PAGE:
From the park we’ll travel north to DeQuincy (birthplace of Smiley Louis – “I Hear You Knockin‘”)and visit the Railroad Museum. Kansas City Southern Railroad completely rebuilt this station in 1923. Now a museum, the station is an outstanding example of the Mission Revival style of architecture. It’s on the National Register.

Heading for Lake Charles we’ll drive through rice country. When we arrive in Lake Charles, it’s lunch time. We’ll head for Southern Spice at 3901 Ryan Street. The food is very good and down home. They offer “home cookin”, seafood and steaks in a relaxed atmosphere. Their Seafood Stuffed Pistolettes are a real treat. From the restaurant it’s about 15 minutes to our next stop.

Louisiana Tours

On display Lake Charles La

The USS Orlick was built in Orange, Texas and launched in May of 1945. A Gearing Class Destroyer, this ship saw action in the Korean War, Vietnam, and in the Turkish Navy. Now temporarily berthed in Lake Charles it is being restored by volunteers and looking for a permanent location. Touring the vessel while under restoration gives visitors a unique perspective and glimpse behind the scenes of this piece of history. Volunteers lead the tours and the fees go toward the expense of restoration. 

After our tour we’ll head for Aunt Ruby’s Bed and Breakfast on Pujo Street in the historic Charpentier District of Lake Charles. Opened in 1911 after much of downtown was destroyed by fire, this was the first boarding house in the city. It has been remodeled. Reviewers emphasize the service received and the outstanding breakfast.

Check in, freshen up, rest, walk the historic neighborhood until it’s time to leave for supper. We’ll head to Vinton (as far west as you can go and still be in Louisiana) for supper at Comeaux’s Restaurant. Originally opened in 1994 they have changed names several times. From their Facebook page, their mission is: Comeaux’s Restaurant stands for “good food for good times”.  Our mission is to provide “UNCOMMONLY GOOD”, AUTHENTIC CAJUN FOOD at a reasonable price, while providing a genuine Cajun experience. 

After supper we’ll return to Aunt Ruby’s. There are places to go close by or we can sit on the porch and unwind. Next morning, after our gourmet breakfast (it really sounds outstanding) we’ll head out to see alligators and other wildlife.

Cameron Parish

 Alligator’s are big business in south Louisiana. I think when people hear Louisiana, the top five things that come to mind are: Mardi Gras, New Orleans, LSU football, Duck Dynasty and alligators (maybe alligators first.)

Louisiana Tours

Sonnier’s for A+ Boudin

On the way out of Lake Charles we’ll stop and stock up on boudin and other refreshments at Sonnier’s Sausage and Boudin. The Boudin authority, boudinlink.com gives them an A+ – it don’t get much better than that “cher.”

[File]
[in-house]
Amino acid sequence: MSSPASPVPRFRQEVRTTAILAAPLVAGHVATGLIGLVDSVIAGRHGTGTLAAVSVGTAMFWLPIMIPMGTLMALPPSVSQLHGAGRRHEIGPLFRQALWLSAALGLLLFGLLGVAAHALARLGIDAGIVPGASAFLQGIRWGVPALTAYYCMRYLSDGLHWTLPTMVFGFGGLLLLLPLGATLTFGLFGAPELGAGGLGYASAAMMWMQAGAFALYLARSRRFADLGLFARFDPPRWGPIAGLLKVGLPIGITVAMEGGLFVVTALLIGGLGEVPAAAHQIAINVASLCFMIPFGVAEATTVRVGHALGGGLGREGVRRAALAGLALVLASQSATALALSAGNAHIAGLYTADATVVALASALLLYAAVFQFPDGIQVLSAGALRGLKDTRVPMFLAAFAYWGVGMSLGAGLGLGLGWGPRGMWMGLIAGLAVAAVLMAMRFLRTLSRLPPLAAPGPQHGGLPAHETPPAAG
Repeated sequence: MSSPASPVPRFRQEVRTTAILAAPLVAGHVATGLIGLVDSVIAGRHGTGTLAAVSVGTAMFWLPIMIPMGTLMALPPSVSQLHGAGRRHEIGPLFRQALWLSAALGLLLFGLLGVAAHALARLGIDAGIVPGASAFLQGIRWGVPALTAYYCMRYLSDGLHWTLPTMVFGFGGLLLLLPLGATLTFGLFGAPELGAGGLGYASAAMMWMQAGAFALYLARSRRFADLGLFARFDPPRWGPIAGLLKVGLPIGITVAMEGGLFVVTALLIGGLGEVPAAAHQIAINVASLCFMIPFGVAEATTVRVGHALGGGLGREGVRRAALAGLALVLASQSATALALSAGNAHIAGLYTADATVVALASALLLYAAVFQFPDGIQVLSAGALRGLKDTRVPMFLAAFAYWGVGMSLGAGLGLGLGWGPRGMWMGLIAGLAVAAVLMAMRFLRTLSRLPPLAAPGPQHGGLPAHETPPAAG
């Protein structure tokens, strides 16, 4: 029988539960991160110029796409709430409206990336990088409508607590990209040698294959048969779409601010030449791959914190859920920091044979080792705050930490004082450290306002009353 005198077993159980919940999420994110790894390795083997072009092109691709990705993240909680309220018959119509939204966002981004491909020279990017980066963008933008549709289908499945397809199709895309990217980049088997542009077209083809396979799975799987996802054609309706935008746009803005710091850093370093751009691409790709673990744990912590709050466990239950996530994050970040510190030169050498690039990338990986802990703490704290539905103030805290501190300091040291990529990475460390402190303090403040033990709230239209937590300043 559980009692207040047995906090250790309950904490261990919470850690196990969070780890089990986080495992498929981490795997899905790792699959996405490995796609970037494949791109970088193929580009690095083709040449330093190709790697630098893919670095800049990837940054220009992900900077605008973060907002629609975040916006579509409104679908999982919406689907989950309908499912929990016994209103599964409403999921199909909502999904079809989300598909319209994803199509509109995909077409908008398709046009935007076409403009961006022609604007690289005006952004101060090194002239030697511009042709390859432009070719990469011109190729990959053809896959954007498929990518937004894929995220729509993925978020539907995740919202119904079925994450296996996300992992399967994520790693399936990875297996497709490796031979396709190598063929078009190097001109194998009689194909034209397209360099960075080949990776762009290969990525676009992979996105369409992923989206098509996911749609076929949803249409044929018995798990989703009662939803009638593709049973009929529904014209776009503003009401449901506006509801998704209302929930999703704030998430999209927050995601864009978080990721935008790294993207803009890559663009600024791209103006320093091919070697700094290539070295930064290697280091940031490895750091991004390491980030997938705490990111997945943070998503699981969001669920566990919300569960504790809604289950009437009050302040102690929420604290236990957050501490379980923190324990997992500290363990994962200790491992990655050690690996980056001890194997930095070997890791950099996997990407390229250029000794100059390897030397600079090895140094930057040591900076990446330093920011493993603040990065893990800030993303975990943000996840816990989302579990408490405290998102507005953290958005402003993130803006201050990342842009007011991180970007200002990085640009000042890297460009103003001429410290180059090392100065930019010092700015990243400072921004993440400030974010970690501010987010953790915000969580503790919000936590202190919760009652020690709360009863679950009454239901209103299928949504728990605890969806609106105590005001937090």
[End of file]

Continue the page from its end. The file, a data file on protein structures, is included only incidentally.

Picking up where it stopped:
There are several swamp life tours to choose from. GROSSE SAVANNE (big pasture) ECO-TOURS offer tours lasting 2 hours to a full day general tour, customized tours and birding trips. This place has a very high WOW factor. Airboat and Alligators on Grand Chenier is part of a alligator farm/processor with one hour tours leaving each hour. 

Our route to the tours will be via The Creole Nature Trail. Described as 180 miles of oohs, aahs and wows, there are numerous places to stop from beaches to nature walks. A free tour app is available to guide our way. And when you are done, your chauffeur will drive you home!

As you enjoy your Louisiana Tour in Calcasieu and Cameron Parish remember “we drive – you have fun!”

 

Tour Louisiana – Evangeline Parish

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Evangeline Parish

Evangeline Parish was created by a dividing of St. Landry Parish in 1911. The story goes that folks in Ville Platte and Mamou had to travel too far to do business at the parish seat. They felt they were being overlooked for opportunities in the parish. Join us as we tour Louisiana.

Named for the heroine of Longfellow’s poem the residents  are said to claim themselves the “most Cajun” of all. A real blending of cultures, Evangeline claims the most French spoken, best gumbo, best boudin, the best music and the best whatever else. Who knows, they just might be right – let’s find out.

Louisiana Tour

RLS Sprinter on Louisiana Tour

In this parish there’s the “wild side” like food and cajun music and there’s the “wild side” like the Louisiana State Arboretum and the Native Plant Heritage Garden.  A mini-bus from Riverside Limousines with a professional chauffeur a great way to see the parish. You visit with friends, listen to music, watch a video, eat a snack and leave the driving to us.